As defined by the films of Alfred Hitchcock, the contract between audience and screen is based on a certain predictability in storytelling, which Akerman eviscerated by keeping both the situation and the character at a distance and showing both in long takes, which grants her protagonists transformative experiences that are not in the original premise. Drama is there, but it simply arrives out of the blue. Her films are known for their use of real time, provoking the viewer’s sense of living out the same experience. We become Dielman, trapped in an apartment with only duties and chores, caught in a routine that stifles the possibility of pleasure; ultimately, resignation erupts into sudden violence. The total unpredictability of the final outcome is what is so shocking; as in life, you didn’t see it coming.

One of Akerman’s ways of testing out new cinematic forms was to write, and to do so, she often started by reading. Writing scripts became an important, creative part of her practice. After completing a film, she was always anxious until she had started to write a new idea. She thought of her stories in terms of situations and structures, not as dialogues or images. In many ways, the Conceptual art that she had seen while in New York was a dominant influence on her working process. But she had a clear understanding of dramaturgy, an element mostly absent from the experimental-film tradition emerging from Andy Warhol’s filmmaking. You see a dramatic arc in all her work, from Saute ma ville (Blow Up My Town, 1968) all the way to No Home Movie (2015).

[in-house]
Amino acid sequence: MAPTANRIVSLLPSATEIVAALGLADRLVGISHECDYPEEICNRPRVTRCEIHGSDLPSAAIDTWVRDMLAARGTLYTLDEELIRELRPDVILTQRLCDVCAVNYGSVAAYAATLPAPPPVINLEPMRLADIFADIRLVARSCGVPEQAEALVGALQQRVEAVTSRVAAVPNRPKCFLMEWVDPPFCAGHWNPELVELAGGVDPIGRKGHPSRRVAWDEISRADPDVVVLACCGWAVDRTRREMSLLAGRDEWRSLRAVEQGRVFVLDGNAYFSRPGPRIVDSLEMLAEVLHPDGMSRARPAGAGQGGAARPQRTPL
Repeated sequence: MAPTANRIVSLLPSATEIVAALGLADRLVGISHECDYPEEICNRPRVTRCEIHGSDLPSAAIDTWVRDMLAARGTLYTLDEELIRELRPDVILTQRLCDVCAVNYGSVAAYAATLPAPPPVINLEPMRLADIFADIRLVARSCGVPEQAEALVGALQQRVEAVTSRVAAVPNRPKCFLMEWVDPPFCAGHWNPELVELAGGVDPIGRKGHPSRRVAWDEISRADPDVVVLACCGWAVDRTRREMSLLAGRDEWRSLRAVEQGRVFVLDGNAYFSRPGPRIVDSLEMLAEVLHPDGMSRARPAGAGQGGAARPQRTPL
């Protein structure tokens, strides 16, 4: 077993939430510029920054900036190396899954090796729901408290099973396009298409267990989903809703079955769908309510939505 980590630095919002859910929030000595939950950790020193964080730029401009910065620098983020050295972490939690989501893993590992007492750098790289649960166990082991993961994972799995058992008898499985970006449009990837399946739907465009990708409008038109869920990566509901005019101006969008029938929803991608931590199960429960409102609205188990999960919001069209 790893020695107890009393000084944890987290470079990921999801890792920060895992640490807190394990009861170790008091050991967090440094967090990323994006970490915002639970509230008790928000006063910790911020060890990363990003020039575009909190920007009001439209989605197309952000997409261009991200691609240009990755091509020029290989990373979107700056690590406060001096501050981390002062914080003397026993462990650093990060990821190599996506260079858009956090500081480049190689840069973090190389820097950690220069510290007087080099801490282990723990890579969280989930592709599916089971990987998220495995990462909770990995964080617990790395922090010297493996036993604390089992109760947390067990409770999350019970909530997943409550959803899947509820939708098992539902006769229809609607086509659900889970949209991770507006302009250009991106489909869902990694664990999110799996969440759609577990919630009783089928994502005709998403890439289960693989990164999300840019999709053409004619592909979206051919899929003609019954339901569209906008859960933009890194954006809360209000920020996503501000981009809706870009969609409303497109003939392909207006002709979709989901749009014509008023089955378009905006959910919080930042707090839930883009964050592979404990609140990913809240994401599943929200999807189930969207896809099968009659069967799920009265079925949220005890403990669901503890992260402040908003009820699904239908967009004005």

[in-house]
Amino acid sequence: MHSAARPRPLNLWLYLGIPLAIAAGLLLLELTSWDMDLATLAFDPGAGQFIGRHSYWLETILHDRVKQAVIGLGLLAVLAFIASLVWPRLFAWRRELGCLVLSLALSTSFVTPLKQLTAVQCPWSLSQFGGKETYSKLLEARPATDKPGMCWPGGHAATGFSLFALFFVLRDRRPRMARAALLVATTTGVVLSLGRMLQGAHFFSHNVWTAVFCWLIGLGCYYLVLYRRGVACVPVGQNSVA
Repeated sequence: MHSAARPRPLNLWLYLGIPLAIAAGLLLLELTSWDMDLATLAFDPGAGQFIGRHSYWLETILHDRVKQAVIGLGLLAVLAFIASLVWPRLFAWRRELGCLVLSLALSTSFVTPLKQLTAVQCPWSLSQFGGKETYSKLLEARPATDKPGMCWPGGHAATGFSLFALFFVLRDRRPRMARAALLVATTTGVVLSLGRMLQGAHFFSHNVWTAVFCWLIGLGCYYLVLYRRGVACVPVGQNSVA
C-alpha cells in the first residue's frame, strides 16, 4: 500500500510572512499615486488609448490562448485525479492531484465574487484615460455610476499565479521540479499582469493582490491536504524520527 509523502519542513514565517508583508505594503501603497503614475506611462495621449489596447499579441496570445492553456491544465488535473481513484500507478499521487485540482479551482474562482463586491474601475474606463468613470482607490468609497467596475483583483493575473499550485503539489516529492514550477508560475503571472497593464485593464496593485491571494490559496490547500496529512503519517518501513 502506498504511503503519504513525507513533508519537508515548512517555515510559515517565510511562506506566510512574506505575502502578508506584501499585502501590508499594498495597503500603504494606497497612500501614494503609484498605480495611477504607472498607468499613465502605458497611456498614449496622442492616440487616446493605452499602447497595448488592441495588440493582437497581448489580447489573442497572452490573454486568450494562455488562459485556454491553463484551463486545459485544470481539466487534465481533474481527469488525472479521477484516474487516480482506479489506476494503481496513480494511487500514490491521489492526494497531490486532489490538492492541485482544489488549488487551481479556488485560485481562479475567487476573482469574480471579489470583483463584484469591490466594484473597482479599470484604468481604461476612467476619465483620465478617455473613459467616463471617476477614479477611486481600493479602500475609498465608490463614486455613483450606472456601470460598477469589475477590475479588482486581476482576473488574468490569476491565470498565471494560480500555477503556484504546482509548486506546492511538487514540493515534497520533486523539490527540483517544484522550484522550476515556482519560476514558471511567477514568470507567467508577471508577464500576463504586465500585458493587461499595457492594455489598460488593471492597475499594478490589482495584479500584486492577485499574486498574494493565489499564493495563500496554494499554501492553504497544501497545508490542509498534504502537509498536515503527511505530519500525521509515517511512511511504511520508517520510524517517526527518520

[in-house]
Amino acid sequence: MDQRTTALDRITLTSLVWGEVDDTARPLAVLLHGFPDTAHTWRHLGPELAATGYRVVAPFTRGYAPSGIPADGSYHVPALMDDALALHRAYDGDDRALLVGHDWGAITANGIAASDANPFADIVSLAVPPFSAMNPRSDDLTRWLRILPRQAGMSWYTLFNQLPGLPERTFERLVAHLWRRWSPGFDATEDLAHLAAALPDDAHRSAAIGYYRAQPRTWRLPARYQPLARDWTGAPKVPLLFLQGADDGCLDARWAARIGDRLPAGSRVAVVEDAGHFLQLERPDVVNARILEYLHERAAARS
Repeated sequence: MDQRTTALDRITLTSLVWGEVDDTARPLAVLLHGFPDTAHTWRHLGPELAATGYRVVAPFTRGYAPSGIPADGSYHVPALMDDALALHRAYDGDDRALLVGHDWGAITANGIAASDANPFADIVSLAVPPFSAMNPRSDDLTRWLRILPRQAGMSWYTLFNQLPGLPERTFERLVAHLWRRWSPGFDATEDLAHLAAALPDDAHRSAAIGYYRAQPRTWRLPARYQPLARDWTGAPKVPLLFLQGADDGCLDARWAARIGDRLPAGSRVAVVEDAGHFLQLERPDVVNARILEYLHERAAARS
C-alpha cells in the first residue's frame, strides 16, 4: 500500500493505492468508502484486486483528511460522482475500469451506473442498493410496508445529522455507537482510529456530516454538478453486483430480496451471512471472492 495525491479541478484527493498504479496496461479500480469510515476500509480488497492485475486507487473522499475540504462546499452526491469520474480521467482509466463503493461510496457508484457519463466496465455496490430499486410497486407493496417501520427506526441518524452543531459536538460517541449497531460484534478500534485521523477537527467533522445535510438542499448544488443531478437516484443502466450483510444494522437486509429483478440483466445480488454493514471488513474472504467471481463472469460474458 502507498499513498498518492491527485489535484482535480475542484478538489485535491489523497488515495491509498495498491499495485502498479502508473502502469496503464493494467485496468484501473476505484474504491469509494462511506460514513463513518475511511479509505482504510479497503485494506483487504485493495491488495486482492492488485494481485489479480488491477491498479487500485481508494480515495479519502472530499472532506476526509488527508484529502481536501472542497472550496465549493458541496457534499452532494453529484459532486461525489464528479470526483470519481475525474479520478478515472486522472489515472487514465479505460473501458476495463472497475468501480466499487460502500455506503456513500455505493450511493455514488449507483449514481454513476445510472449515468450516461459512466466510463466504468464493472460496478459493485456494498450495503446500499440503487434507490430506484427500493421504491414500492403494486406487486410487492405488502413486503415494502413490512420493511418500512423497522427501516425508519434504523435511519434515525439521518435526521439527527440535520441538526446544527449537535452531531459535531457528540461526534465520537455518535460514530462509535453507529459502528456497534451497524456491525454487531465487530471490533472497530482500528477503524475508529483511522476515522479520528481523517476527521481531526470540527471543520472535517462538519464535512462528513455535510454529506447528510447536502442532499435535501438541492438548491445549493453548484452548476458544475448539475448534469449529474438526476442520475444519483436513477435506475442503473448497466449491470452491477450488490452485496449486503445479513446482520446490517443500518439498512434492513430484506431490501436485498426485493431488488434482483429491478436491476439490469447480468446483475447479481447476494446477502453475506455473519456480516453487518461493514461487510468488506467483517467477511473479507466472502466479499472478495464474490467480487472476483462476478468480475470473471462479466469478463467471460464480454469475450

Akerman’s films often place us in the position of observer. They do not offer any definitive interpretation that tells us what to think or how to look. We are left guessing. But what we see connects with what we suspect must be autobiographical references. Akerman, I feel, masked those references as much as she could, except in the early films in which she herself appears as a protagonist (most memorably in Saute ma ville and Je tu il elle). She had a desire to comprehend where she was coming from. It was how she explained her compulsion to live through the dismantlement of the Soviet Union in the 1993 film D’Est (From the East). The disenfranchised population captured in D’Est represented the twentieth-century diaspora of her Jewish ancestors. She engaged this past in reverse, traveling back to the place from where her parents had departed long before. Her references engaged Israel, where she had family; Europe, where she lived; and the United States, from which she drew energy.